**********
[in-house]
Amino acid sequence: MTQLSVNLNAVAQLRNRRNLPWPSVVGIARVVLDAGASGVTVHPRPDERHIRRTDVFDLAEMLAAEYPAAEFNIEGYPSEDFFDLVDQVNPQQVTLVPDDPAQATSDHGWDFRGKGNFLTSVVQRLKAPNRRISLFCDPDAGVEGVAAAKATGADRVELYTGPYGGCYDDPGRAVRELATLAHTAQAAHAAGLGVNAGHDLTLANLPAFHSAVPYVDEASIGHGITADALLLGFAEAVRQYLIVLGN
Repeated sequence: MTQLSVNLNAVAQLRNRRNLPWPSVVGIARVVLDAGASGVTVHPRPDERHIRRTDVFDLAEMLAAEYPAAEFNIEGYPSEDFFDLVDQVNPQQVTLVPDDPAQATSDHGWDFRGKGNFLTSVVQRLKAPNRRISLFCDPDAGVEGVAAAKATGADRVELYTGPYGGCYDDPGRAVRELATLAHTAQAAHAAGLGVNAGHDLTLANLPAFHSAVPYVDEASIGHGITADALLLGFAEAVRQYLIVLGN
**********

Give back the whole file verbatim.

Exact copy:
[in-house]
Amino acid sequence: MTQLSVNLNAVAQLRNRRNLPWPSVVGIARVVLDAGASGVTVHPRPDERHIRRTDVFDLAEMLAAEYPAAEFNIEGYPSEDFFDLVDQVNPQQVTLVPDDPAQATSDHGWDFRGKGNFLTSVVQRLKAPNRRISLFCDPDAGVEGVAAAKATGADRVELYTGPYGGCYDDPGRAVRELATLAHTAQAAHAAGLGVNAGHDLTLANLPAFHSAVPYVDEASIGHGITADALLLGFAEAVRQYLIVLGN
Repeated sequence: MTQLSVNLNAVAQLRNRRNLPWPSVVGIARVVLDAGASGVTVHPRPDERHIRRTDVFDLAEMLAAEYPAAEFNIEGYPSEDFFDLVDQVNPQQVTLVPDDPAQATSDHGWDFRGKGNFLTSVVQRLKAPNRRISLFCDPDAGVEGVAAAKATGADRVELYTGPYGGCYDDPGRAVRELATLAHTAQAAHAAGLGVNAGHDLTLANLPAFHSAVPYVDEASIGHGITADALLLGFAEAVRQYLIVLGN